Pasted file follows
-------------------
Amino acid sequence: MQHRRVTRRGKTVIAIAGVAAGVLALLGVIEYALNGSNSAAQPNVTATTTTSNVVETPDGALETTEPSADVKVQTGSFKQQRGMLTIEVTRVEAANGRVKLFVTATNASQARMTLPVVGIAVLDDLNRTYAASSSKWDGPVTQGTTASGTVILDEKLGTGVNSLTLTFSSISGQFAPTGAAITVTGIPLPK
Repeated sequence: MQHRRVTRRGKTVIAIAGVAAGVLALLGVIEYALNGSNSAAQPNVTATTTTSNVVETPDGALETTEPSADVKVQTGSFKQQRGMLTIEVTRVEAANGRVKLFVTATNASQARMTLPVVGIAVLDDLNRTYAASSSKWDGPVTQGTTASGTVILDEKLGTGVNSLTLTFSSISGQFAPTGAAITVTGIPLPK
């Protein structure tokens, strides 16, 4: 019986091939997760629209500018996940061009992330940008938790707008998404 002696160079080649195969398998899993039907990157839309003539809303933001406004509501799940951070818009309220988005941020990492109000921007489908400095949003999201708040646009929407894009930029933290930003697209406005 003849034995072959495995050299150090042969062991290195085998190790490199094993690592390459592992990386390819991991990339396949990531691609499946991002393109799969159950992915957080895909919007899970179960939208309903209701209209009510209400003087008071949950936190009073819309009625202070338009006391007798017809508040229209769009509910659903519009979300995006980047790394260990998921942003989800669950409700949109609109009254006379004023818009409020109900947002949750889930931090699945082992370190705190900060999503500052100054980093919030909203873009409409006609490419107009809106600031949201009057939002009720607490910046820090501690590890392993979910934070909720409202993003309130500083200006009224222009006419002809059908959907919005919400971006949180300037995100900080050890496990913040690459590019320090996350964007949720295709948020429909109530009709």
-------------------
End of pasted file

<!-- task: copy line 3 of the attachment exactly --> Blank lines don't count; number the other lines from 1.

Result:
């Protein structure tokens, strides 16, 4: 019986091939997760629209500018996940061009992330940008938790707008998404 002696160079080649195969398998899993039907990157839309003539809303933001406004509501799940951070818009309220988005941020990492109000921007489908400095949003999201708040646009929407894009930029933290930003697209406005 003849034995072959495995050299150090042969062991290195085998190790490199094993690592390459592992990386390819991991990339396949990531691609499946991002393109799969159950992915957080895909919007899970179960939208309903209701209209009510209400003087008071949950936190009073819309009625202070338009006391007798017809508040229209769009509910659903519009979300995006980047790394260990998921942003989800669950409700949109609109009254006379004023818009409020109900947002949750889930931090699945082992370190705190900060999503500052100054980093919030909203873009409409006609490419107009809106600031949201009057939002009720607490910046820090501690590890392993979910934070909720409202993003309130500083200006009224222009006419002809059908959907919005919400971006949180300037995100900080050890496990913040690459590019320090996350964007949720295709948020429909109530009709």